Why Pokémon GO Works

Max Brinckmann
2 min readAug 16, 2016

We’ve all seen the incredible figures. Over 7 million app downloads in the first week. Now way above 30 million. Raising Nintendo’s value to more than 40 billion dollars. But why did that happen?

Augmented Reality is nothing new, though it was one of the main things that caught the attention of many people, stating that the technology will receive great upwind because of Pokémon GO.

It’s also perfectly timed with the original Pokémon generation (the first Game Boy games were released in 1996 and the series started in 1997) now being in the right age to use an augmented reality smartphone game and to be thrown back into nostalgia.

Moving + Entertainment = Movetainment

I worked on a similar app concept in 2015, called Runtainment. The idea was to get people outside and let them discover the joy in running again. The app would then calculate a generative route around the player, matching his desired run duration. The cool thing is that the audible story, e.g. bounty hunting, included actual points of interest around you, pulled out of an open source API.

This would have been a good chance to contrast with apps like Zombies, Run! and their kind.

Runtainment Trailer, 2014

So, why did it not work?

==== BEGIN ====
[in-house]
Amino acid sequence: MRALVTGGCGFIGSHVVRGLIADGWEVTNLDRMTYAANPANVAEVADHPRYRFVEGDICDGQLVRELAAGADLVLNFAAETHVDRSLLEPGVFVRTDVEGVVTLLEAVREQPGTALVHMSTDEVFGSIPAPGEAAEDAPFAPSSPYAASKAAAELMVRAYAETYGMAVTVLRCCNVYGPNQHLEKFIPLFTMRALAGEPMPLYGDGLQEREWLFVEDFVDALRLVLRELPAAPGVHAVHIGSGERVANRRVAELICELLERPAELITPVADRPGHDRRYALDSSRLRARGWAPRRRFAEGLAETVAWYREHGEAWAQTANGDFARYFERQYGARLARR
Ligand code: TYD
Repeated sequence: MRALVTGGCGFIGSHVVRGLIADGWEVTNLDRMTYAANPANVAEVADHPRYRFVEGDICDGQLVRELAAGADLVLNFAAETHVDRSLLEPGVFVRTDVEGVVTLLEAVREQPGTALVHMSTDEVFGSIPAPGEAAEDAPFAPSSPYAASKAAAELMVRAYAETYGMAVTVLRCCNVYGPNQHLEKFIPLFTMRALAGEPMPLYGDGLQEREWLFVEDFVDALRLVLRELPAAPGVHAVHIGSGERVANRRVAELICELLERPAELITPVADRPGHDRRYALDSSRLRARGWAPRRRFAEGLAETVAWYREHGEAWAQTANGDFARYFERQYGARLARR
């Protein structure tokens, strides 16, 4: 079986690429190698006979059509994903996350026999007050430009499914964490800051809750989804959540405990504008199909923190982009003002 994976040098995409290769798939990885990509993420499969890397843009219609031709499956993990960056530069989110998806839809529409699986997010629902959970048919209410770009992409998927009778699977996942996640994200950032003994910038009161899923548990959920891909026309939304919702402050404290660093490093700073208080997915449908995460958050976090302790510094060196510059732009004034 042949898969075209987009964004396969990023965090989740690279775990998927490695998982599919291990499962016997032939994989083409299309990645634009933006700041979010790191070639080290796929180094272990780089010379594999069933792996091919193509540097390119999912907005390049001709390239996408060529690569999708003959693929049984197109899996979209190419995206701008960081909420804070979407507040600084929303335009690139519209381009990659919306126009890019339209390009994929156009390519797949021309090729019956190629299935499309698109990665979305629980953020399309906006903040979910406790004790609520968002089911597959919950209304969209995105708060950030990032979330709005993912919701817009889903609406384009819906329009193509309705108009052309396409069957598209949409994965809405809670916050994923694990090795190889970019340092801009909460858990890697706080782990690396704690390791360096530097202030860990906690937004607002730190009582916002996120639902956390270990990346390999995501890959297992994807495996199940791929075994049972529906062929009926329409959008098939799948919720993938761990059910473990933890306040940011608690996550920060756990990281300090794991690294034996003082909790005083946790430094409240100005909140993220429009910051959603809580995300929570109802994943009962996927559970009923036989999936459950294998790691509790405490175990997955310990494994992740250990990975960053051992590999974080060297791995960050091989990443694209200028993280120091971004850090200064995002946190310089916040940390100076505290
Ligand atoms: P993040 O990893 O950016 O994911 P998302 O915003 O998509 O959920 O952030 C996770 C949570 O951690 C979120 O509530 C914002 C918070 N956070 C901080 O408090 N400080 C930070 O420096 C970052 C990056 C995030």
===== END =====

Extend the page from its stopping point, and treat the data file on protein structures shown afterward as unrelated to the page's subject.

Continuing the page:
We ended up discontinuing the production. And I am fairly sure that this was the right decision. This app wouldn’t have become as successful and I think I know why.

If the Pokémon GO mechanic was transferred to a blank and unpopular story, of course not as many people would have downloaded it. It’s quite obvious that this has been a perfectly executed marketing strategy, considering the right time to release the Pokémon app with a mechanic like this for a certain target group.

Today I saw a video on YouTube, showing a concept for Harry Potter GO. It uses the same mechanics as Pokémon GO, only themed with another incredibly popular story that affects the same target group. And I’m sure this app would be similarly successful if it was released right now. Of course not as much, because it does not have the same surprise factor. But it’s certainly enough to have a good emotional trigger and an average technology to get it going. That’s why innovation was not the main factor for the success of Pokémon GO. It’s watching yourself play years ago through your smartphone camera.

Harry Potter GO concept



Max Brinckmann

I am a Senior User Researcher and Digital Designer at Merck KGaA Germany. I enjoy writing about psychology and behavioural patterns within digital platforms.